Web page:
The beach house where Grace and Frankie live is breathtakingly gorgeous. Yet these characters encounter the indignities and dilemmas of aging from learning about social media to coming out in late life to memory loss to end-of-life decisions.

Grace and Frankie run up against the condescension that older women often face. Yet though these are serious concerns, “Grace and Frankie” hasn’t been a downer. 

In one episode, as I’ve written before in the Blade, Grace and Frankie, though they’re practically jumping in front of his face, can’t get a store’s sales clerk to notice them. Because he’s paying so much attention to a young woman. Frankie gives up and steals a pack of cigarettes. If “you can’t see me,” Frankie says, “you can’t stop me.”

In season two, their friend Babe (Estelle Parsons), who is terminally ill, tells Frankie and Grace that she wants them to help her end her life. Though it’s difficult emotionally for them, the women give their friend Babe a good-bye party that’s joyous without being maudlin.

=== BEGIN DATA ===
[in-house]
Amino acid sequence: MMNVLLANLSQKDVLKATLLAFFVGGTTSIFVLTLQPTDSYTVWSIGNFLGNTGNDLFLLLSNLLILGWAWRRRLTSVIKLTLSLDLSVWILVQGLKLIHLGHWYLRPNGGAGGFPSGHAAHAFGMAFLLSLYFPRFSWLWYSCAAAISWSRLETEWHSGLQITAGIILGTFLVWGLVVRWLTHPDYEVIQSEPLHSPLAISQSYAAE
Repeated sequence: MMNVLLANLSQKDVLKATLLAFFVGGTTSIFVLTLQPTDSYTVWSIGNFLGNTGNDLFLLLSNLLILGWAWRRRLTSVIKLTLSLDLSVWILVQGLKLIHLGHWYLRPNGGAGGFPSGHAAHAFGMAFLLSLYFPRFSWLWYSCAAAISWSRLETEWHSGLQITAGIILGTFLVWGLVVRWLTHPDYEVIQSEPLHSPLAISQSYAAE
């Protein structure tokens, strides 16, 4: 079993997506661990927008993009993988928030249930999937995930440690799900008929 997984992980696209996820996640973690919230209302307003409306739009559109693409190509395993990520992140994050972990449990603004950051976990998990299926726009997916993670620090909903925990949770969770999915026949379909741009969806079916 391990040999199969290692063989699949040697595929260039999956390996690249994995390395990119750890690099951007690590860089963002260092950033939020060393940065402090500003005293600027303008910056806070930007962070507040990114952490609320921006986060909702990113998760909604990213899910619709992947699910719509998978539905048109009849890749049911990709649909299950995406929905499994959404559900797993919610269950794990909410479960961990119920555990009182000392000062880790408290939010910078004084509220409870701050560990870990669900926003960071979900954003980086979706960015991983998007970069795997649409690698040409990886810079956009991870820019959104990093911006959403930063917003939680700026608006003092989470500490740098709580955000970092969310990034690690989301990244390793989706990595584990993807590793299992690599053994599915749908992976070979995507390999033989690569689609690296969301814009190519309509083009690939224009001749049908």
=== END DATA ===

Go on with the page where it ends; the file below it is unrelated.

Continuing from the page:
Robert and Sol deal with Robert being in the early stages of dementia. This narrative is touching, but not sappy. Though you should have a tissue in hand for Robert and Sol’s elevator moment in the show’s finale.

Like many old people, the characters have their ups and downs in relating to their adult children. These off-spring from Brianna (June Diane Raphael), a 21st century Cruella de Vil, to Bud (Baron Vaughn), the often wrong-headed “good son,” would try any elder’s soul. 

The main pleasure of “Grace and Frankie” is watching Tomlin and Fonda. The two forces of nature, friends since their “9 to 5″ days, make you laugh and cry with the BFFs Grace and Frankie.

TV series, like everything, have to end. Check out “Grace and Frankie.” It ends well.